Raptors’ President Masai Ujiri was on hand at Scotiabank Arena to discuss the blockbuster trade he made for Kawhi Leonard.
Raptors fans and media alike finally got a chance to hear from Raptors’ President Masai Ujiri at a press conference on Friday, after he pulled off the biggest trade in franchise history.
The multi-player trade, which has drawn both praise and criticism since it was finalized on Wednesday, sent franchise player DeMar DeRozan to the San Antonio Spurs in exchange for superstar Kawhi Leonard.
Chief among the concerns surrounding the trade is the possibility that Leonard will leave Toronto for his desired destination of Los Angeles once he becomes a free agent next offseason. Ujiri, however, seems confident that the Raptors’ courting period of one season will be enough to convince the superstar to stay.
“I think there’s a lot to sell here; our team, our culture our city, our ownership. We have everything here except a championship,” he said.
Ujiri also addressed DeRozan’s claim that he was promised he wouldn’t be traded. As reports of the possible trade surfaced on Wednesday, DeRozan, who was drafted by the Raptors in 2009, took to social media to tell his fans of his disappointment.
“Be told one thing & the outcome another,” DeRozan posted on Instagram. “Can’t trust em. Ain’t no loyalty in this game. Sell you out quickly for a little bit of nothing … Soon you’ll understand. Don’t disturb.”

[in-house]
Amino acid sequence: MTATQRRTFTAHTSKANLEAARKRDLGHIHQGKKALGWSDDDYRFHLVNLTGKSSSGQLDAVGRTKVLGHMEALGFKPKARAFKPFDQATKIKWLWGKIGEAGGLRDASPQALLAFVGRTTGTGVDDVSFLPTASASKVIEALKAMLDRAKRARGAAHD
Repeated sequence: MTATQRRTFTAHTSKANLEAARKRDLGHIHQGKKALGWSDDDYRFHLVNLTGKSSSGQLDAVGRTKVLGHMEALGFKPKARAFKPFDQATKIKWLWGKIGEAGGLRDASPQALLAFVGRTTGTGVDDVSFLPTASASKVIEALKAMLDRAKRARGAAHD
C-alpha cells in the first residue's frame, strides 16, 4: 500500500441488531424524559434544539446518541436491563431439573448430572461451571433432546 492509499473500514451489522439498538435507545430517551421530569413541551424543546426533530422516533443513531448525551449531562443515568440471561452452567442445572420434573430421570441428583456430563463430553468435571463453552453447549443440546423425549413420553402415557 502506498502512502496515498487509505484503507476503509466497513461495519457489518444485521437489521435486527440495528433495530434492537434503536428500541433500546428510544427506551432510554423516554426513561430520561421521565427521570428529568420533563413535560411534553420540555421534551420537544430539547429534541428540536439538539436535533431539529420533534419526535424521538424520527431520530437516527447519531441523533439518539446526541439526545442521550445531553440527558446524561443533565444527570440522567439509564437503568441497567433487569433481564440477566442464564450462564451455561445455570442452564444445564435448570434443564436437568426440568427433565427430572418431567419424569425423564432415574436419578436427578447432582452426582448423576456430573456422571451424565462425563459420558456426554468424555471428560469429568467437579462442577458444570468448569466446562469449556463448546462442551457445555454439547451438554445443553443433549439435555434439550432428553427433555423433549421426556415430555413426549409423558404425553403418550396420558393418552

To his credit, Ujiri acknowledged a conversation that took place during summer league in Las Vegas that may have given DeRozan a false sense of security.
“I think maybe my mistake was talking about what we expected from him going forward,” Ujiri explained. “I think that’s where the gap was. If there was a miscommunication there I do apologize to DeMar and his family.”
In the same vein, Ujiri talked about taking advantage of the rare opportunity of landing a superstar.
“You can’t continue to do the same thing over and over,” Ujir said. “When you get a chance to get a top five player, you have to jump on it.
Nowhere is that more true than in the NBA, where one player can carry a team to elite status, and possibly a championship.
As for the risks involved, which include Kawhi’s injury and the subsequent rift between him and his former team, Ujiri says they were a catalyst in finalizing the deal.
“Without all this medical drama, we have no chance of talking to a player like that.”
Raptors fans will have to wait a little longer to find out the health status of their new superstar, who will undergo a physical in Toronto in the coming days.